When we think of concealed carry, we will often think of hidden holsters. But the concealed carry fanny pack conceals your firearm in plain sight. What, then, is the best fanny pack for such a feat?
The MEDIUM – DTOM Concealed Carry Fanny Pack is my personal choice. It fits medium sized guns like the Springfield XD compact and sub-compact. Not only does it appear inconspicuous, it also has pockets for your wallet, keys, cell phone, and any other compact items you might need to carry around with you.
Table of Contents
Fanny pack holsters are, as they sound like, a fanny pack with the main pouch being made for your firearm. Of course, any regular old fanny pack won’t do because tossing your gun in it and letting it toss around loose isn’t secure or safe.
You want a pack that is made for carrying a gun specifically, which usually comes with security measures and retention. Without these, you run the risk of both damaging your gun and negligent discharge.
There’s a bit of a debate on whether the fanny pack says “gun” or not. There’s also debate over whether they’re even a good carrying option. Some people are adamant that anything aside from holster carry is no good, while there are those who enjoy the comfort of something other than a holster.
Needless to say, there are varying options. While I can’t make the decision for you on which side of any debate is right, I will talk about some of the pros and cons of a fanny pack and why they are so.
Some of the common positive reasons given for them are that they are more comfortable, they protect your gun from all weather conditions and elements, they’re easily accessible, and can be worn with any casual clothing type.
Comfort. The comfort of this pack comes from the fact that you don’t have a holster digging into your side. You also don’t have the stress of your shirt hiking up or moving around, and no extra bulk that may print under your clothing.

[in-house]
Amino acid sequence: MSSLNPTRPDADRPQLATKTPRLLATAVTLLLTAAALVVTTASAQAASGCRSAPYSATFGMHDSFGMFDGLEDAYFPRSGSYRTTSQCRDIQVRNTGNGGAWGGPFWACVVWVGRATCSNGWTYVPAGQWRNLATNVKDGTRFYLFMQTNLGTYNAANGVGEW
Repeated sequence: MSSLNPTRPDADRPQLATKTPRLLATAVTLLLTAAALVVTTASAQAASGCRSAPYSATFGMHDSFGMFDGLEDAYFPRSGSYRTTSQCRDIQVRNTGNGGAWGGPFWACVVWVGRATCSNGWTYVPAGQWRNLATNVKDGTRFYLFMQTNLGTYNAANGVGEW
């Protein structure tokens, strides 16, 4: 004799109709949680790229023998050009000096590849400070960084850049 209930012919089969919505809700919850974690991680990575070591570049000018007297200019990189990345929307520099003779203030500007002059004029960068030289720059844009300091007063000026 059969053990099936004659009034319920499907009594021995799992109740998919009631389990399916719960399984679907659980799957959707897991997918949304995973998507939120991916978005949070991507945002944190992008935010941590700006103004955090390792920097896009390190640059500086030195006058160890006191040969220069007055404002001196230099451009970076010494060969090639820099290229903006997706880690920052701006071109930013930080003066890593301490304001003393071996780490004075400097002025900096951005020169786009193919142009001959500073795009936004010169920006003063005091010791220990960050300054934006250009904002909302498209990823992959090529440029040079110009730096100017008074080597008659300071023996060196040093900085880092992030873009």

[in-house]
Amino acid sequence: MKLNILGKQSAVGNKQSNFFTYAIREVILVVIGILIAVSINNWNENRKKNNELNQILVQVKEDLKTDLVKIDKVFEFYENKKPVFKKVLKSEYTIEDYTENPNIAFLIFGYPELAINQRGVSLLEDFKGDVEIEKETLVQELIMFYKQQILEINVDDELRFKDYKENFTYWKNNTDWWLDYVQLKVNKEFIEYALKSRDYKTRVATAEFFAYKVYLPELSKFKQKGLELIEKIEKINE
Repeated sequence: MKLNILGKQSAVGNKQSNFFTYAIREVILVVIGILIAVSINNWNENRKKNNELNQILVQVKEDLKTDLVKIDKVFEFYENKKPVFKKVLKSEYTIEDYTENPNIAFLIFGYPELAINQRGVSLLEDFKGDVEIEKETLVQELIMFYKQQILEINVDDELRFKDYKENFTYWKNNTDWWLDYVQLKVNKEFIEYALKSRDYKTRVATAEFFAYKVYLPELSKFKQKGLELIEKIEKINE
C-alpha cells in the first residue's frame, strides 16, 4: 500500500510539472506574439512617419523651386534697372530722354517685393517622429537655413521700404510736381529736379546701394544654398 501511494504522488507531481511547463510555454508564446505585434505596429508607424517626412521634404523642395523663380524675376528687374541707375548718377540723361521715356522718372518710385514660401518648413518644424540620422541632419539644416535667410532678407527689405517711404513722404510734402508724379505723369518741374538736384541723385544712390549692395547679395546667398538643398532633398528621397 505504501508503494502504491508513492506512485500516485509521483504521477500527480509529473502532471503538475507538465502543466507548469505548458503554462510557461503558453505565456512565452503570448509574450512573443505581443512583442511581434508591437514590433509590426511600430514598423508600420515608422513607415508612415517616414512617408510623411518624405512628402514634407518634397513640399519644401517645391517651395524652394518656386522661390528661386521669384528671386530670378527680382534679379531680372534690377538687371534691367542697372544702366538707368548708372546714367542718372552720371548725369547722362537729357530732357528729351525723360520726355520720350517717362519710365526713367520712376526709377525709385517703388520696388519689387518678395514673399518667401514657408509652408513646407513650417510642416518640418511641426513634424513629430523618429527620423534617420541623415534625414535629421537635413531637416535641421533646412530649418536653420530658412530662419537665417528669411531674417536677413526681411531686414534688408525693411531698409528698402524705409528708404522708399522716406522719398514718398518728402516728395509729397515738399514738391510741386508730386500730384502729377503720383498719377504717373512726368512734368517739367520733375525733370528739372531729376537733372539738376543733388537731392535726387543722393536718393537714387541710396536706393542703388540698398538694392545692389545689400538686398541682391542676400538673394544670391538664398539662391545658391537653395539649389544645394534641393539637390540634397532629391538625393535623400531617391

However, the more you add into the pack the more it will weigh down and pull away from your body rather than rest against you. If you load it with a wallet, keys, phone, charger, batteries, flashlight, and that extra pack of gum, the bulk increases and the discomfort along with it.
Accessibility. Because it sits right in front of you, there’s no struggling with lifting your shirt up and no leaning forward while seated. All you do is open the fanny pack and draw the gun.
Protection. Inside this safe, cozy pouch your gun is protected from rain, snow, dust, and mud. The pocket of the pack is sealed and protects against such elements to help the finish and function of your firearm last longer.
On the negative side of things, reasoning is given that they are not safe on a range, they obviously say “concealed weapon,” drawing your weapon is too slow and complicated, and drawing requires two hands.
The Range. Alongside other students, a fanny pack is not at all safe. The main concern is that one cannot see the trigger finger of whoever is drawing the firearm from the pouch. Though it should be common knowledge to keep your finger off the trigger, beginners might not be thinking about this.
Removal. The process of drawing the gun might be awkward and slow-going for first time users, according to the argument over it. The two-handed issue comes with having to unzip or undo the pouch with one hand while drawing with the other. It has been stated one can learn to do all of this one handed, but it might not be as efficient and quick as a holster.
The pace of drawing is slower than a hip holster, and about the speed as drawing from a shoulder holster.